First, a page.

Foreign keys define relationships between different entities represented by the schema design.
Even if you already know about foreign keys in SQL, please still read this section carefully. DataJoint prescribes a more principled way for defining and using data dependencies than in other models and languages such as SQL.
What are foreign keys¶
The DataJoint pipeline can be visualized as a graph with nodes and edges. The diagram of such a graph is called the entity relationship diagram or ERD. The nodes of the graph are tables and the edges connecting them are foreign keys. The edges are directed and the overall graph is a directed acyclic graph, a graph with no loops.
For example, the ERD below is the pipeline for multipatching experiments
The graph defines the direction of the workflow. The tables at the top of the flow need to be populated first, followed by table on step below and so forth until the last table is populated at the bottom of the pipeline. The top of the pipeline tends to be dominated by lookup tables (gray stars) and manual tables (green squares). The middle has many imported tables (blue triangles) and the bottom has computed tables (red stars).
Defining a foreign key¶
Foreign keys are defined as arrows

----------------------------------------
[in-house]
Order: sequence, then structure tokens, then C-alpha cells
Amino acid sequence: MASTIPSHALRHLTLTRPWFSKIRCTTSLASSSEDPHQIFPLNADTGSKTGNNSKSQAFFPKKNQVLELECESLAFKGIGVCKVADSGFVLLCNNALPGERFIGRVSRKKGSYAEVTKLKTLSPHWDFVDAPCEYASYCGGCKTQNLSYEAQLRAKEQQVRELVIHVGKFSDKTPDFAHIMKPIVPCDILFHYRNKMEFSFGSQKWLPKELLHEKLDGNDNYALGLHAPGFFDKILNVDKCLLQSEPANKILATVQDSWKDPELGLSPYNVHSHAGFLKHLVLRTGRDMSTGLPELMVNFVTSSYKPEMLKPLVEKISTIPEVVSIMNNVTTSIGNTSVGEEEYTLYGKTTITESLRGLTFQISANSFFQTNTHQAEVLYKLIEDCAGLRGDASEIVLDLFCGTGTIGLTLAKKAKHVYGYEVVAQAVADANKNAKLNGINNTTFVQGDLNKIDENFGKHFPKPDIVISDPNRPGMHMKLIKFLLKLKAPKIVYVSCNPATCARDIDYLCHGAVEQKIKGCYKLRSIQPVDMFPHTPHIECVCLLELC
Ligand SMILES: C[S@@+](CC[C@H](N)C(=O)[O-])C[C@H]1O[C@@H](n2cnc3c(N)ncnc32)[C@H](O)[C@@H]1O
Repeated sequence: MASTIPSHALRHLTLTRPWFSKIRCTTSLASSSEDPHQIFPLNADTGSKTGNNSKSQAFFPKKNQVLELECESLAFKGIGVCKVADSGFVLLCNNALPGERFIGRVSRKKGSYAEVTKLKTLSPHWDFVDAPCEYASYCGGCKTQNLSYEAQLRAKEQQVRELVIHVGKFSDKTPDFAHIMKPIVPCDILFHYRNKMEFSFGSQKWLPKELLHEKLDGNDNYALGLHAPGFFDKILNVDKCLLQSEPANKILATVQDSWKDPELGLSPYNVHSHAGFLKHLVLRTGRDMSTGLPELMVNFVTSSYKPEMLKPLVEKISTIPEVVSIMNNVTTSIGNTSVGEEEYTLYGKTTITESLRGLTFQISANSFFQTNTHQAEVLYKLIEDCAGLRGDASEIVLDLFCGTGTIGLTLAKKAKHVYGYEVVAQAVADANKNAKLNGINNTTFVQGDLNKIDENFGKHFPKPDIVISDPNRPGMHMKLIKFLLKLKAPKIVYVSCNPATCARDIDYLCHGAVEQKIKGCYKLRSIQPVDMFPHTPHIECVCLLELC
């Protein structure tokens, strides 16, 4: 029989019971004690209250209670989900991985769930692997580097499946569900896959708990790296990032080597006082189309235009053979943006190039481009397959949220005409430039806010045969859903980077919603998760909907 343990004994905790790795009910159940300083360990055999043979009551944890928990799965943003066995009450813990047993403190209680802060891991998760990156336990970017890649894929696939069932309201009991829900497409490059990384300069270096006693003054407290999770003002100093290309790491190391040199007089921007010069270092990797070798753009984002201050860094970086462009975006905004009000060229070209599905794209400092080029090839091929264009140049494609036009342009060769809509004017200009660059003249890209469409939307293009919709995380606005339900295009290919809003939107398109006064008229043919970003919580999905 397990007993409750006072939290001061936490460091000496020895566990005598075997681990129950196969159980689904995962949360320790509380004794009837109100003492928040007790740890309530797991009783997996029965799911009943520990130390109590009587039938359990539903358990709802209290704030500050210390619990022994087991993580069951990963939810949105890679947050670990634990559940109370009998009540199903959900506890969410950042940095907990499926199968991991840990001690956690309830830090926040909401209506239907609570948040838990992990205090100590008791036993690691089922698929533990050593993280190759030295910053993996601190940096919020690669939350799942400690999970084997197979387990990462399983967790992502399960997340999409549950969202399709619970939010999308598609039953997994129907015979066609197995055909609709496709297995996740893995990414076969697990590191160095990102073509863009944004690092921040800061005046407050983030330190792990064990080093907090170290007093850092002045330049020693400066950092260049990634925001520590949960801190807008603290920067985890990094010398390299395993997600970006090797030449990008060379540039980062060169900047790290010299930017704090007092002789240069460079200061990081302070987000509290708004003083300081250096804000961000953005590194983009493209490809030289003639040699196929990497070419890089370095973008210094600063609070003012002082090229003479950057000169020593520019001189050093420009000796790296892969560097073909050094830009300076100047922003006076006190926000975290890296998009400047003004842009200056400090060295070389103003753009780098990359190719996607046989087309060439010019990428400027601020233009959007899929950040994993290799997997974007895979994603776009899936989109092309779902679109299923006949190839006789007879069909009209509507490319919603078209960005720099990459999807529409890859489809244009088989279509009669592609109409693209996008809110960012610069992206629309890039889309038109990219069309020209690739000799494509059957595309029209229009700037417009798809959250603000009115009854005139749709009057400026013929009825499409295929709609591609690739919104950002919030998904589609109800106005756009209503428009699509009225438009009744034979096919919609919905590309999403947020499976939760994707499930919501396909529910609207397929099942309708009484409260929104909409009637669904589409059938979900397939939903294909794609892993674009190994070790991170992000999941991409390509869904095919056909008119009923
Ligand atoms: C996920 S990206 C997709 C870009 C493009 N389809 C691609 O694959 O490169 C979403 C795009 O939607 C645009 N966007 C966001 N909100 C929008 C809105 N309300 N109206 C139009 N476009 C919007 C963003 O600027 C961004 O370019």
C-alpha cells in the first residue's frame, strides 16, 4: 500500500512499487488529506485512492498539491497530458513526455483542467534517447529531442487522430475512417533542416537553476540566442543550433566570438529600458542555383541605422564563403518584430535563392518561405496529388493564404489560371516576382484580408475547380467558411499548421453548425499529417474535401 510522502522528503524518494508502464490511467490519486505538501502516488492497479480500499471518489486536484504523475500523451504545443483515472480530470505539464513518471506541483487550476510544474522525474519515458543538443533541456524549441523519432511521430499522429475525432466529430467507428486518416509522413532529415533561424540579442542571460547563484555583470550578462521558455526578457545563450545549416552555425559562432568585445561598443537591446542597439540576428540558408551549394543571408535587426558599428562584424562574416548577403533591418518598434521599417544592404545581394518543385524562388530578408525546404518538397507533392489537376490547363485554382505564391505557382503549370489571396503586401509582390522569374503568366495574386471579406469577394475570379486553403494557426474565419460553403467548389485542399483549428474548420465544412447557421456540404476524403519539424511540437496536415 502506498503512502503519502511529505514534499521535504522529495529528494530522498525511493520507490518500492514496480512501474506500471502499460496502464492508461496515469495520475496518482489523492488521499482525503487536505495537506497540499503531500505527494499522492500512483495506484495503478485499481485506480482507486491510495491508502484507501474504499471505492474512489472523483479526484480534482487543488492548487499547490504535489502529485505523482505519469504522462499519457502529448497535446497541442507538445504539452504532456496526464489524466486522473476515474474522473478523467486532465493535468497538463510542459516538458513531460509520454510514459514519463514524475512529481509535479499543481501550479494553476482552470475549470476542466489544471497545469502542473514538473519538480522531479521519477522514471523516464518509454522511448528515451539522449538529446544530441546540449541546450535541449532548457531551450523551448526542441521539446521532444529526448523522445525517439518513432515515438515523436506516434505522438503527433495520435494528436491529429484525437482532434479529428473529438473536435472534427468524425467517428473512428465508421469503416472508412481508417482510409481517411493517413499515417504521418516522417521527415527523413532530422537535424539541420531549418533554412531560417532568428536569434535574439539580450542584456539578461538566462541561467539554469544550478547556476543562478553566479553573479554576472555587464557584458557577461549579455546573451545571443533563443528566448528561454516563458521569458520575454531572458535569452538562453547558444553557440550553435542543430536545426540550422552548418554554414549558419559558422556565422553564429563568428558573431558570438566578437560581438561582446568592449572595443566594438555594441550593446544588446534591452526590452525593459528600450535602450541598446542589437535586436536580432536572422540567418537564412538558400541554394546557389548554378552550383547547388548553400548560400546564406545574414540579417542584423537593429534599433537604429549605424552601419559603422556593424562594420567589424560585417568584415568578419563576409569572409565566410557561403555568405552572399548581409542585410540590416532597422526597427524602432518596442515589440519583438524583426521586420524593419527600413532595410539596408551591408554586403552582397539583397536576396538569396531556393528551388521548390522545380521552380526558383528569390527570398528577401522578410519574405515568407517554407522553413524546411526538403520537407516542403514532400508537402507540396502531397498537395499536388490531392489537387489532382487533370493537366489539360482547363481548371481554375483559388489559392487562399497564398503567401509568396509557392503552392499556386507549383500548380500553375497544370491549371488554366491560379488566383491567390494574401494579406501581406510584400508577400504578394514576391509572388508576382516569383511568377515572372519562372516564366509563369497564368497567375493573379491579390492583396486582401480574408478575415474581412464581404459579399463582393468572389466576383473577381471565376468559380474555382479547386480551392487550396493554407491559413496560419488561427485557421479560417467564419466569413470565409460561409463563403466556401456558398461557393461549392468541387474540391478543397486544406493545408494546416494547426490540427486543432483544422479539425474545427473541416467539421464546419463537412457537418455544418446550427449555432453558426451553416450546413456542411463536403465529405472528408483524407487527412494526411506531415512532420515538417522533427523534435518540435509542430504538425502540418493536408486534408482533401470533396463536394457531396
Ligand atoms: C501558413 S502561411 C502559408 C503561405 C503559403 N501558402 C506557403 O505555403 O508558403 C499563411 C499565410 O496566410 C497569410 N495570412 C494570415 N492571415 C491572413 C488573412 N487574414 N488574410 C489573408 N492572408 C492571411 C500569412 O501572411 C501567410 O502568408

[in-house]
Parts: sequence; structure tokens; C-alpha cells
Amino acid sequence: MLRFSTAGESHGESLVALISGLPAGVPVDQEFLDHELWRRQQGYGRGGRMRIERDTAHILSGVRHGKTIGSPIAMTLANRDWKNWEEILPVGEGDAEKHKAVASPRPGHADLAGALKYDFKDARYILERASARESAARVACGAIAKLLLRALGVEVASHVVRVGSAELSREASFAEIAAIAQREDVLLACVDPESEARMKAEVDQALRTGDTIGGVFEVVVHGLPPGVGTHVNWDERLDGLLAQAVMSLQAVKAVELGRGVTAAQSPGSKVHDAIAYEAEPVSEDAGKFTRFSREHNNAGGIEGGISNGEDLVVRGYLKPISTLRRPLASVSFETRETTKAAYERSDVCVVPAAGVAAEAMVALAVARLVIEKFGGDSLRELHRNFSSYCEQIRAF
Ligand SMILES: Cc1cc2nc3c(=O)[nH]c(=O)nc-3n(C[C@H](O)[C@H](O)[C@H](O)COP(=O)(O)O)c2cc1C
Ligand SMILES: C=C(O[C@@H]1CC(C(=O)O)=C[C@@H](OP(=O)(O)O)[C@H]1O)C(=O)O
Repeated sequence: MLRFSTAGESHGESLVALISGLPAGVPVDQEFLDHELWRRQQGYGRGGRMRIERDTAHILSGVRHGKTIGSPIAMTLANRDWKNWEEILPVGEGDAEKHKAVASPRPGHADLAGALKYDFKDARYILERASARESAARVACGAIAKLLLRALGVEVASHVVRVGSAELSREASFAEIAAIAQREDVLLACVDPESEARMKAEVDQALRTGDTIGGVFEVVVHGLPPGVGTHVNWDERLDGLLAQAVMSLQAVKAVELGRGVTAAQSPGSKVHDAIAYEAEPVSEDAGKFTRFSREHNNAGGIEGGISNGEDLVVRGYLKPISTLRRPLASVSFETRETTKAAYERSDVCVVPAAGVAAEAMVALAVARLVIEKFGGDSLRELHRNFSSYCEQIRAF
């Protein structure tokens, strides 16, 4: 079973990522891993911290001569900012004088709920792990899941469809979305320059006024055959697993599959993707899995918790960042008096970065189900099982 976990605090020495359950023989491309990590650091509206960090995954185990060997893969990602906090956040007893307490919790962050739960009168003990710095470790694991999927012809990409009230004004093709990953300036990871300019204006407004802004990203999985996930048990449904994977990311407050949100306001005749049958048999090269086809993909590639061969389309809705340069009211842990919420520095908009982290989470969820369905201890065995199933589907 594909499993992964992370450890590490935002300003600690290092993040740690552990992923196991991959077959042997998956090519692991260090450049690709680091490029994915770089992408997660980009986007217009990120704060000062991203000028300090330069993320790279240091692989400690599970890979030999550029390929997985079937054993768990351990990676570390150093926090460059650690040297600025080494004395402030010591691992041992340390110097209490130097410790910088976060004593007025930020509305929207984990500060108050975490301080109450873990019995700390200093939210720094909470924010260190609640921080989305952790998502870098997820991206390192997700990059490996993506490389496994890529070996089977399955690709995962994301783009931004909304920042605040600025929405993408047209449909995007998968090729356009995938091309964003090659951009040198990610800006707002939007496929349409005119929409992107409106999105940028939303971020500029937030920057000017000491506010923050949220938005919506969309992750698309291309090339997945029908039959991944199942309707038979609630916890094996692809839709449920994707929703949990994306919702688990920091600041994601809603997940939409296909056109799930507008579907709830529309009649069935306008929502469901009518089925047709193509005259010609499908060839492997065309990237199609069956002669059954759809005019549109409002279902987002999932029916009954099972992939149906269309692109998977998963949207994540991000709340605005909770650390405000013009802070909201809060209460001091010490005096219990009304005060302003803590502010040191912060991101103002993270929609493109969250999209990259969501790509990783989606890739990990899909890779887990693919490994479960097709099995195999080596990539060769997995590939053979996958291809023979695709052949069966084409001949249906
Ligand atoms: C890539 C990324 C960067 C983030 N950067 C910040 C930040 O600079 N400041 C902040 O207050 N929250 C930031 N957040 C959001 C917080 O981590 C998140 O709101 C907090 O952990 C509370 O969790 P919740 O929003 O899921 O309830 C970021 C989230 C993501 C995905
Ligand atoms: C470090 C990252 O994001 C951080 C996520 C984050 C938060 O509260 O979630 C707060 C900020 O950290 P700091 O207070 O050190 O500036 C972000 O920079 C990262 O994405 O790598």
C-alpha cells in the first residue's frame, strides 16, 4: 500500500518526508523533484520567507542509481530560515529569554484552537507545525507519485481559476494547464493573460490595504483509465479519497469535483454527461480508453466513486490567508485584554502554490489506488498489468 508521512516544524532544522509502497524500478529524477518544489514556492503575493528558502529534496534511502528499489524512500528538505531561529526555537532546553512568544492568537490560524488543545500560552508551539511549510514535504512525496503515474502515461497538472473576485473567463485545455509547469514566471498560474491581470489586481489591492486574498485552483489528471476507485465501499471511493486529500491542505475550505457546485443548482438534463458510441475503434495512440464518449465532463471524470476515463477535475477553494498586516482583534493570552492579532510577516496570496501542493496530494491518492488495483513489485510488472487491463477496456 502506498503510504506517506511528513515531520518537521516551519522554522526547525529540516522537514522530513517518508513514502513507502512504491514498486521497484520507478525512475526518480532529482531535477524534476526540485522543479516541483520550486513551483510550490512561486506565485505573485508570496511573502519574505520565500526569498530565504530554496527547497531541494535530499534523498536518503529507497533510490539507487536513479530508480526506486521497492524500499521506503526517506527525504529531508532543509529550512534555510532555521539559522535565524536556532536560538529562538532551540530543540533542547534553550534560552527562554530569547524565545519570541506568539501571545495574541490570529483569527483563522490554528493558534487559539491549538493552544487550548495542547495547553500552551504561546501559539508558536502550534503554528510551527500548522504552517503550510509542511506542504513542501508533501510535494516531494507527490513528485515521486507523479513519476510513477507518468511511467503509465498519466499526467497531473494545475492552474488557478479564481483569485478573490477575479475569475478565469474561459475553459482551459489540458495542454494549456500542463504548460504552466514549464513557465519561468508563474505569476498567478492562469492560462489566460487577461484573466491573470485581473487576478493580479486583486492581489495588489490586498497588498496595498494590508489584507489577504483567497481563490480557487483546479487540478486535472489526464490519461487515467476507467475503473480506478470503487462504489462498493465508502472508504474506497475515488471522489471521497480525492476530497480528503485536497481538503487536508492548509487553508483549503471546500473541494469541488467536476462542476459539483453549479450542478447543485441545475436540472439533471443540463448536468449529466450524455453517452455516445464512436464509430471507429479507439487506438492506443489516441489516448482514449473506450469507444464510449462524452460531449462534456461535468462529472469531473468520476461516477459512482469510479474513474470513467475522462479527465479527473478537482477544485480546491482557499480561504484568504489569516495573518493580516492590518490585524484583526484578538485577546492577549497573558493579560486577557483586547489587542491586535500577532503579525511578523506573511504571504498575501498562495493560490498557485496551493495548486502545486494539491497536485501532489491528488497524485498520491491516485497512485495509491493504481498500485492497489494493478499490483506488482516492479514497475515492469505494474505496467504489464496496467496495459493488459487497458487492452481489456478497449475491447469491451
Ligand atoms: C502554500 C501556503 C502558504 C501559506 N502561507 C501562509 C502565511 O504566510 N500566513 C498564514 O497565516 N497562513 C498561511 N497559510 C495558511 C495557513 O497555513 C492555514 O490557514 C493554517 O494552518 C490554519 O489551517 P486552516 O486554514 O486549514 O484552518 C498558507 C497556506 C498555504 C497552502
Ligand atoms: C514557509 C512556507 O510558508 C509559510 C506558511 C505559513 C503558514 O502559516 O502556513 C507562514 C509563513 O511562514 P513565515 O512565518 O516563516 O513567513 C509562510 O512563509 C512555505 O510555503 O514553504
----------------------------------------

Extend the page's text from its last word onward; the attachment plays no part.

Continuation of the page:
-> in the Table Definition, pointing to another table.
It may be a bit confusing that in the table definitions the arrow points to the table upstream in the pipeline whereas the ERD depicts arrows pointing downstream. Perhaps we could allow the left-pointing arrow <- in future of revisions of DataJoint to reduce confusion. In either case, the foreign key always points to upstream upstream tables.
A foreign key may be defined as part of the Primary Key. In the ERD, foreign keys from the primary key are shown as solid lines. This means that the primary key of the referenced table becomes part of the primary key of the new table. A foreign key outside the primary key is indicated by dashed line in the ERD.
For example, the following definition for the table
mp.Slice has three foreign keys, including one within the primary key.
## brain slice -> mp.Subject slice_id : smallint # slice number within subject --- -> mp.BrainRegion -> mp.Plane slice_date : date # date of the slicing (not patching) thickness : smallint unsigned # slice thickness in microns experimenter : varchar(20) # person who performed this experiment
You can examine the resulting table heading in MATLAB as
or in Python as
The heading of
mp.Slice may look something like
subject_id : char(8) # experiment subject id slice_id : smallint # slice number within subject --- brain_region : varchar(12) # abbreviated name for brain region plane : varchar(12) # plane of section slice_date : date # date of the slicing (not patching) thickness : smallint unsigned # slice thickness in microns experimenter : varchar(20) # person who performed this experiment